Philippine President Rodrigo Duterte has said that his country will accept firearms being pushed by China weeks after controversy erupted over a rifle agreement with the United States.
Since coming to office in June, Duterte has been pursuing what his aides term a more independent foreign policy, which, thus far, has meant more distance from the United States, the Philippines’ traditional ally, and warmer ties with China and Russia (See: “The Limits of Duterte’s China-US Rebalance“). Though he is just the latest in a succession of Philippine presidents trying to balance ties between major powers, the initial ferocity of his anti-American rhetoric and the speed at which he has tried to advance ties with Beijing have been striking (See: “Why the Philippines’ Rodrigo Duterte Hates America“).
On Sunday, during a visit to the Armed Forces of the Philippines’ Northern Luzon Command at Camp Aquino in Tarlac City, Duterte signaled that the Philippines would be finalizing a firearms deal with China that would boost bilateral security ties.
“China is pressing me that the firearms are ready. I will accept them. They rushed these for us,” Duterte said.
Further underscoring the pressure from the Chinese side, Duterte said the rifles were ready and that Beijing wanted them shipped immediately, making it “obvious that China wants to give this to us.”
The terms that China had offered, Duterte said, was a grant payable in 25 years, which he characterized as “really practically giving.” He also did not fail to emphasize the fact that with China willing to give the arms to the Philippines on such favorable terms, there was no need for Manila to look elsewhere.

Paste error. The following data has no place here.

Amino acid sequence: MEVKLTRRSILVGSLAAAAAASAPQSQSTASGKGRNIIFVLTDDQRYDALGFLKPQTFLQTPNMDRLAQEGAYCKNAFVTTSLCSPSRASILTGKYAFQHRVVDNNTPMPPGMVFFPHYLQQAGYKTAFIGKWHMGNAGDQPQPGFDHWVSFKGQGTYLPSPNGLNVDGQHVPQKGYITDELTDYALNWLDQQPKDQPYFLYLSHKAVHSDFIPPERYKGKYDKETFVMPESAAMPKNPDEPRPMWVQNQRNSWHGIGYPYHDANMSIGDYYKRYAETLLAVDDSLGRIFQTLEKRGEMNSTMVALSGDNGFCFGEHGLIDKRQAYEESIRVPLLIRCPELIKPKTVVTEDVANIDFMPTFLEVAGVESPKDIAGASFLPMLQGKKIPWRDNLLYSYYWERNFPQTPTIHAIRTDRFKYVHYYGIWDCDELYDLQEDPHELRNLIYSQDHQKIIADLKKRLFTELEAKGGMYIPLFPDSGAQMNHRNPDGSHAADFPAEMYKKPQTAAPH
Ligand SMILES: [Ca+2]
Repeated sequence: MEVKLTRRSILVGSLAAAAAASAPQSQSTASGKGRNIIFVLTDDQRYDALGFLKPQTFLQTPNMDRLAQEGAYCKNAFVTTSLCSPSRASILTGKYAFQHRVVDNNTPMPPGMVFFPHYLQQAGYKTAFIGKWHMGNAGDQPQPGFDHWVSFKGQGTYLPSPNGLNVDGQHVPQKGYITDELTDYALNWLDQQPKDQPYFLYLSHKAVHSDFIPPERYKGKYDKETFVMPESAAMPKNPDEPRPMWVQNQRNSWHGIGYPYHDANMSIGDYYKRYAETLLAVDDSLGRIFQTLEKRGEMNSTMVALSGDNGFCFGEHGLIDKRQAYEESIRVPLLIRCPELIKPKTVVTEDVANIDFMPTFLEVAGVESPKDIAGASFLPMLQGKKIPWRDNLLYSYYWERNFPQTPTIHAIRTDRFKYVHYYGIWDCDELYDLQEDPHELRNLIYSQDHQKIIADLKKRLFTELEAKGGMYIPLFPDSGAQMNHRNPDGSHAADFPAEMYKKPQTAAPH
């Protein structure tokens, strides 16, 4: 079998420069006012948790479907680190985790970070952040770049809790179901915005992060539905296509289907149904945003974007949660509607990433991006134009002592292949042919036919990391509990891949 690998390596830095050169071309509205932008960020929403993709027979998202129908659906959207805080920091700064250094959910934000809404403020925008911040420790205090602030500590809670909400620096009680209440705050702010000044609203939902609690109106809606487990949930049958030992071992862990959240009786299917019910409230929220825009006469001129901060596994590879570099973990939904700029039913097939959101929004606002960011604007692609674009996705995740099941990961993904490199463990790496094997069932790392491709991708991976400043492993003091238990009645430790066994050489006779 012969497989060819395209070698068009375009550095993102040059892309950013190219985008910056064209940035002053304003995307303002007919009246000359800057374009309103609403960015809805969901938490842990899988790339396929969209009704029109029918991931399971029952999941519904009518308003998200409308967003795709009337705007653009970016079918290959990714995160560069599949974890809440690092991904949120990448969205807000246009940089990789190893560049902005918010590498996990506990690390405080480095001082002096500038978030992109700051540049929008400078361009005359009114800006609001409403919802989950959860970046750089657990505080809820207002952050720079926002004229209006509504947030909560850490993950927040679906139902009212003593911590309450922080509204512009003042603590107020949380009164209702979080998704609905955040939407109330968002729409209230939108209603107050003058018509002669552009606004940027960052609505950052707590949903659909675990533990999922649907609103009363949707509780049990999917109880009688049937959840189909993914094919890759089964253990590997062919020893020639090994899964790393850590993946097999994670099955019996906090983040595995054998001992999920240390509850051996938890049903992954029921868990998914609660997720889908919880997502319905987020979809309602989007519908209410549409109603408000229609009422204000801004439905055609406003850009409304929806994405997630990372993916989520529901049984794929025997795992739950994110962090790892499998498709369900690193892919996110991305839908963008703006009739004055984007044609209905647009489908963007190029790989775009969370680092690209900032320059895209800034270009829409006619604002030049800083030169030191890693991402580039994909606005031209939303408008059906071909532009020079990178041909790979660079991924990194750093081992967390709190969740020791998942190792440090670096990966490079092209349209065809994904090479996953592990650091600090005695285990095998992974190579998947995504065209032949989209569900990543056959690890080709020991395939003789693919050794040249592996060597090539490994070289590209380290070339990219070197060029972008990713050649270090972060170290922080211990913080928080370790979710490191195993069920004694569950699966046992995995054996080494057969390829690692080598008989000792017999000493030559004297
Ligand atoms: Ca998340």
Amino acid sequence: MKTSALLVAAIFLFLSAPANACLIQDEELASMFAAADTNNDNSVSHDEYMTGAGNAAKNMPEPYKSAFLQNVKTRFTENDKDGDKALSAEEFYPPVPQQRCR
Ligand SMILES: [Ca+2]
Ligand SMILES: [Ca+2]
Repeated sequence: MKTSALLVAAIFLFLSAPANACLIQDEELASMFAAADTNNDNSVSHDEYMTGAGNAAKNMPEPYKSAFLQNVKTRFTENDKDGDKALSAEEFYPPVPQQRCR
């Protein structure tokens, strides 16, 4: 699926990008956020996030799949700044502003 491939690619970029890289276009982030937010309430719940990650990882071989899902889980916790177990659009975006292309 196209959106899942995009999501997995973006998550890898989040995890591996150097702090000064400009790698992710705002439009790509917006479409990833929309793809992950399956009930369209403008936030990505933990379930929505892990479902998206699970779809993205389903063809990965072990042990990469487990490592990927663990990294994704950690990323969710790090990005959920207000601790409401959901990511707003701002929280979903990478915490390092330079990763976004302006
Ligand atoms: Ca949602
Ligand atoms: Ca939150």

“So it’s really very easy for us,” he said. “We do not need to ask for these from other [countries] because they [China] are willing to give it,” he said.
Though he did not identify these “other countries,” controversy had erupted last month over the Philippines’ purchase of 26,000 assault rifles from the United States. Duterte initially said in early November that he had ordered the Philippine National Police (PNP) to cancel the order and that Manila could get the arms from somewhere else if the United States applied pressure on human rights in the wake of his controversial war on drugs. But shortly after the U.S. presidential election, PNP chief Dela Rosa told a news conference that Duterte had told him to continue the deal, apparently because there would be a new president in Washington.
In terms of next steps, Duterte said that he would send Defense Secretary Delfin Lorenzana to finalize the deal with China, though he was vague about exactly how things would proceed in relation to the Philippine Department of National Defense (DND). Lorenzana became the first Philippine defense chief to visit Russia since diplomatic ties were established in 1976 and had said that Manila would conduct a study to see whether a separate agreement for sniper rifles could be forged with Moscow.
On Monday, local media outlets reported that Raymundo Elefante, the DND undersecretary for finance, munitions, installations, and material, had confirmed that Beijing made the offer but said the types of the firearms are still to be determined.
China’s Ambassador to the Philippines Zhao Jianhua also told reporters late Monday that though both sides were “exploring the possibilities” for providing what he termed “light arms” for counterterrorism and counternarcotics, talks were still at the initial stage and there was no agreement on price or the specific type of weapons.